DON'T LOOK now, but the Randy Travis clones are coming. They'll be wearing cowboy hats and string ties, and they'll be singing about their women problems in deep, hearty tenors.

Travis is the best-selling artist in country music right now, and Nashville is already overrun with male honky-tonk singers imitating Travis's imitation of George Strait. Clint Black is the best of these clones, but other worthy candidates include Ricky Van Shelton, Alan Jackson, Travis Tritt and Doug Stone. Though the lack of originality is disappointing, this neo-honky-tonk movement is a decided improvement over the days when Nashville was full of Conway Twitty and Barbara Mandrell clones.

Stone's self-titled debut album is typical of the movement. Stone, a Georgia native, has a strong, expressive voice that producer Doug Johnson has surrounded with traditional honky-tonk and Western swing touches played by such pros as fiddler Mark O'Connor and steel guitarist Paul Franklin. The album's first single, "I'd Be Better Off (in a Pine Box)," is a melodramatic confession that the singer would rather die and face the devil than face his ex-lover with her new man, but Stone's sure grasp of dynamics makes it work better than it should.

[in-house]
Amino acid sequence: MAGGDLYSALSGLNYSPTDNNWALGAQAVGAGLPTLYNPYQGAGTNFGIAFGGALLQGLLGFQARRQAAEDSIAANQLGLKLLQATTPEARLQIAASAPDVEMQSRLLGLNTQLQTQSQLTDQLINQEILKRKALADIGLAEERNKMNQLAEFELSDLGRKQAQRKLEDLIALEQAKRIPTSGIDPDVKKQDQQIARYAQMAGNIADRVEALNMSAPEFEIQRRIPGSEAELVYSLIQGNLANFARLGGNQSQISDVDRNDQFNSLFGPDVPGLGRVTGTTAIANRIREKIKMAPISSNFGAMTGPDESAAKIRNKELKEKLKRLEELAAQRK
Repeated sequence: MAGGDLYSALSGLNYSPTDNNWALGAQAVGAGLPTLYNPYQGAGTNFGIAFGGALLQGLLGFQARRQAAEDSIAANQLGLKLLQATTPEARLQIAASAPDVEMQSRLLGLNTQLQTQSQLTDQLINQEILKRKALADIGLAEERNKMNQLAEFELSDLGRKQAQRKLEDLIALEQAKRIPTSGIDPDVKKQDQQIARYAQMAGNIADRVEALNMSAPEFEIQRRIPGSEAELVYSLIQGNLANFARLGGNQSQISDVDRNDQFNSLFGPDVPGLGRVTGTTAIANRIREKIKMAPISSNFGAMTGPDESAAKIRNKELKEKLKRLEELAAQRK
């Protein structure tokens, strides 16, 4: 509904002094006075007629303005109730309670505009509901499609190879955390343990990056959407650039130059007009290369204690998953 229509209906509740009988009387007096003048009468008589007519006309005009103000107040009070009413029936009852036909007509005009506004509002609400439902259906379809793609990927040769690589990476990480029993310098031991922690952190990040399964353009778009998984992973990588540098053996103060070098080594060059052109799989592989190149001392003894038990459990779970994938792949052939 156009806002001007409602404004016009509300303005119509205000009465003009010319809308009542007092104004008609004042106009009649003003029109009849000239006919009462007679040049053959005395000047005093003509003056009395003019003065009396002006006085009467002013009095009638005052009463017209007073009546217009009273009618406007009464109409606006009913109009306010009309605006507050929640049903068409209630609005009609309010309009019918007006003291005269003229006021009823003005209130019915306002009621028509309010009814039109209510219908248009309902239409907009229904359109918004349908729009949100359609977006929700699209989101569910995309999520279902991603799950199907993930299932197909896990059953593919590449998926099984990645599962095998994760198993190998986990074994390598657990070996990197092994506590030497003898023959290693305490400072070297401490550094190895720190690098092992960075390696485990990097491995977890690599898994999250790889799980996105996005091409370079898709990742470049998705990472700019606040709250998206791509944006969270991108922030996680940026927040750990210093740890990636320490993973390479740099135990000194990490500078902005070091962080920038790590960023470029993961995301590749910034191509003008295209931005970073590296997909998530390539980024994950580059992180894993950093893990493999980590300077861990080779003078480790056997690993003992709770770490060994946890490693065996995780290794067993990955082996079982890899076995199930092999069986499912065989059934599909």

As good as Stone's voice is, though, it's not special enough to beat Travis or Black at their own game, and his material isn't strong enough to separate him from the pack.


"Doug Stone" (Epic). Appearing Friday at the Birchmere.